Soukenická No. 33
Description of the Building:
A two-storey building with an irregular outline of the outer perimeter with a facade divided by six axes, newly adapted and covered with Břízolit surface (Břízolit - a sort of material used for facades) in 1929 or so, without a deep articulation.
Architectural and Historical Development:
The building of medieval origin (the cellars probably come from that time) was notably rebuilt in the Rennaissance period. There are interiors with ridged vaults on the ground floor and the first floor. In the Baroque age there was a new staircase built in the central section. The most recent reconstruction was carried out in the 20th century.
Significant Architectural Features:
Cellars - partly excavated in the rock sole, in the back yard a well has been preserved, a simple molded entrance portal with the date of 1670 on it, and the Rennaissance joist ceiling with a huge girder with decorations in the shape of plaits is situated in the back section of the ground floor. Decorative framing of walls with stripes from the Rennaissance period and ridged vaults were also found there.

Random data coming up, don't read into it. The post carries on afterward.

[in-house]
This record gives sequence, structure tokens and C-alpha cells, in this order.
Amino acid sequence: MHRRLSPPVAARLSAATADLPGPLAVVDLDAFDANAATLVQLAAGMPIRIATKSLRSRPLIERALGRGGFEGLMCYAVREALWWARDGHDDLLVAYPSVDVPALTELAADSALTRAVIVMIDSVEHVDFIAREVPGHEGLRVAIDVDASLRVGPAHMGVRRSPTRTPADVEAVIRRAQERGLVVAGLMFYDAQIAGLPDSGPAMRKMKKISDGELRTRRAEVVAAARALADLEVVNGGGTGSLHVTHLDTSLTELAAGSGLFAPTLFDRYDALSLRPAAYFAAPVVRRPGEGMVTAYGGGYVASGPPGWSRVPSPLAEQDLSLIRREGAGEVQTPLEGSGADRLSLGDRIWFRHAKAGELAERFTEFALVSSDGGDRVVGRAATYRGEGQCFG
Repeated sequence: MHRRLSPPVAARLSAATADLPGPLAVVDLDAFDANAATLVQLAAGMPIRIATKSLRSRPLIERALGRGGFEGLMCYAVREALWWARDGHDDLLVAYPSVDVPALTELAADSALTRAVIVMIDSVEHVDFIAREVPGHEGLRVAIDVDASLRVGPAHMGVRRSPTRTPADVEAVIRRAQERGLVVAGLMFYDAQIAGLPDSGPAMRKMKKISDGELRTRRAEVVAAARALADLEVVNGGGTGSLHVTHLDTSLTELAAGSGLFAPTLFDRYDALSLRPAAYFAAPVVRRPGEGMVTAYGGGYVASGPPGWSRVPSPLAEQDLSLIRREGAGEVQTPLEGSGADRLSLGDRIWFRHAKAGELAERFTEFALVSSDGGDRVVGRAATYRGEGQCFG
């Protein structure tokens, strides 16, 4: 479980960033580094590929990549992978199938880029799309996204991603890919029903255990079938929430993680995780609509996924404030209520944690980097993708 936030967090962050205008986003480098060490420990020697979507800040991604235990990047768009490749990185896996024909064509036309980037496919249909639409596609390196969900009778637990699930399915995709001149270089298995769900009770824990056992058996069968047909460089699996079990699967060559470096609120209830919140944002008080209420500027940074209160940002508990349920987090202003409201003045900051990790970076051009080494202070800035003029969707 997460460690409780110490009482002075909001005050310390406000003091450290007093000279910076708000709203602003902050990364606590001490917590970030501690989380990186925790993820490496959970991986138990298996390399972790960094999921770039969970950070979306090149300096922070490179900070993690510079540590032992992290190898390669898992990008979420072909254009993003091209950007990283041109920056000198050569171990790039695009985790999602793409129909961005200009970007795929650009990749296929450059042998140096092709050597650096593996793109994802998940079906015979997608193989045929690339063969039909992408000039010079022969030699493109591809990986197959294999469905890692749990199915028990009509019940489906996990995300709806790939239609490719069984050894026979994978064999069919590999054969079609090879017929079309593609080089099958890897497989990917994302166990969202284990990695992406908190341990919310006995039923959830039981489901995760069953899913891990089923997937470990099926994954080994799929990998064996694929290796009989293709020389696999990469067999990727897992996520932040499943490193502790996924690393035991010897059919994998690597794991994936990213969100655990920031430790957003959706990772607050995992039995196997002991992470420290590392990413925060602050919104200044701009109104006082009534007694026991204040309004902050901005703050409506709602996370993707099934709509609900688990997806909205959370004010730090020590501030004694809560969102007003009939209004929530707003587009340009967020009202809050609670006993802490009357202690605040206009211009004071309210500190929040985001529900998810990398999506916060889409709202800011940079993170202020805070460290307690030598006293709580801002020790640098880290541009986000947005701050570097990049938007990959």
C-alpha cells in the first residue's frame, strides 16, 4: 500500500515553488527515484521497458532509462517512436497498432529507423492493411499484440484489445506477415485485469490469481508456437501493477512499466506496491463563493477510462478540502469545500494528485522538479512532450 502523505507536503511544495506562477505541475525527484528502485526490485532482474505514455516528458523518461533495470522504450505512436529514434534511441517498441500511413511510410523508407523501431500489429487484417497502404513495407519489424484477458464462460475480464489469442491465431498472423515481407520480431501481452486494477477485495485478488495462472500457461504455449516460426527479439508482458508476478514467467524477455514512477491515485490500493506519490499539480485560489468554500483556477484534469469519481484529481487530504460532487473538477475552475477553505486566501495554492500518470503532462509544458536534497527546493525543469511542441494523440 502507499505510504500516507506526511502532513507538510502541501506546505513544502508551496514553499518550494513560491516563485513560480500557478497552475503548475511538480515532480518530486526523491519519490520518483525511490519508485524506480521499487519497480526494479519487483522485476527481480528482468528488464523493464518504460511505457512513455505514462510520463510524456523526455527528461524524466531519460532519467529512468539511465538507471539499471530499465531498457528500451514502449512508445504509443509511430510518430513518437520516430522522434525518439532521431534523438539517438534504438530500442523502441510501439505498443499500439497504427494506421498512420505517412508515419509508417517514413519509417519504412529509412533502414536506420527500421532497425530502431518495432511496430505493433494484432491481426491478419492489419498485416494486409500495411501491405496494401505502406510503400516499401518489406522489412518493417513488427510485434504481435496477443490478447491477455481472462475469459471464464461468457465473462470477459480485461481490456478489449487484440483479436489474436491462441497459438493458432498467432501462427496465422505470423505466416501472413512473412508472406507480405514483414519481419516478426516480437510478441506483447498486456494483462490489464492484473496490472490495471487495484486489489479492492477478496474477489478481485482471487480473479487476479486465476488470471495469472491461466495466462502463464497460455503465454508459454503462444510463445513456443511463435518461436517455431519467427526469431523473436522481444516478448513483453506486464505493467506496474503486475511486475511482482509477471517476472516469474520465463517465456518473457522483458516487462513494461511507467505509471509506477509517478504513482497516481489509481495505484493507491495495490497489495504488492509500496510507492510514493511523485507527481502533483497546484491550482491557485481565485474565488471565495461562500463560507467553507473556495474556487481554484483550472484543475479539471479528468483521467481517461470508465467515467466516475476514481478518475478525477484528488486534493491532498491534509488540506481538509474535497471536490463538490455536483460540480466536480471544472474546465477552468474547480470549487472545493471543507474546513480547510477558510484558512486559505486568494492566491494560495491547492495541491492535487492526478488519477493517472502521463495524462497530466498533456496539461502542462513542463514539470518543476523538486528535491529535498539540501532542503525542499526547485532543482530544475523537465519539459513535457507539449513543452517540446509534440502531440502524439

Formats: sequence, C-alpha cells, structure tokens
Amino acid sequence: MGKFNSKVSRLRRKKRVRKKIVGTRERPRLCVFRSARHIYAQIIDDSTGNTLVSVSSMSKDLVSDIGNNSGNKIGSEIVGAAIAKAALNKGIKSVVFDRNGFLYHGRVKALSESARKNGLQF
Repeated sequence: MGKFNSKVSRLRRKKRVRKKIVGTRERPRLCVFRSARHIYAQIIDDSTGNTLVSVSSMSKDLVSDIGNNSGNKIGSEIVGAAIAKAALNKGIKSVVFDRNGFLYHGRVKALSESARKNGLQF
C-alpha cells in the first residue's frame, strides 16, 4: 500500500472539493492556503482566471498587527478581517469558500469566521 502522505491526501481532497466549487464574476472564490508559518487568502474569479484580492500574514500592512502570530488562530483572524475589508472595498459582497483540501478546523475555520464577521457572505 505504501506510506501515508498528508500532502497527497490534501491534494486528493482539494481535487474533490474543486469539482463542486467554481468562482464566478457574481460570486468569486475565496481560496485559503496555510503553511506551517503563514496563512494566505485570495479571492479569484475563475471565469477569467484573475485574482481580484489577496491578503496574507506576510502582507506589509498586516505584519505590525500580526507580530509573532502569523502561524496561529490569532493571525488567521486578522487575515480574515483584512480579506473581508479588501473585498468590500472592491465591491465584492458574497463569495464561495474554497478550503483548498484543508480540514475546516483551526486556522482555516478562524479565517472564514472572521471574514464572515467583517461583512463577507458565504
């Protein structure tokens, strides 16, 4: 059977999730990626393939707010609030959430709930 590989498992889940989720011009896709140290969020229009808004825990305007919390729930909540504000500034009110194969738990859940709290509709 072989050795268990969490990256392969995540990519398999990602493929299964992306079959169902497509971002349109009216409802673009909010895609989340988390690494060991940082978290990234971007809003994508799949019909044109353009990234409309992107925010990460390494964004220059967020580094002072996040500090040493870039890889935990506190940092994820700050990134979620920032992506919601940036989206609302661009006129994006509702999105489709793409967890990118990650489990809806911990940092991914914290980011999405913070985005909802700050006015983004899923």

History of the House Residents:
Filip Rott is mentioned as the first owner of the house in 1582. He was followed by Kryštof Hain. In 1621 a baker Matyáš Hölzel moved there and probably owned the house until 1661, followed by a merchant Matyáš Pittner. A merchant Jan Pittner stayed in the house in the years 1665 - 1704 and later on a horse-dealer Jan Pauer. In 1727 a royal gunpowder master Kristián Casian became a new owner of the house. From 1766 a baker Vojtěch Tuschl lived there and the house was a bakery after 1792 under Filip Anderle and after 1929 under Hermína Fuchs.
M & G Goldsmith, Hotel Leonardo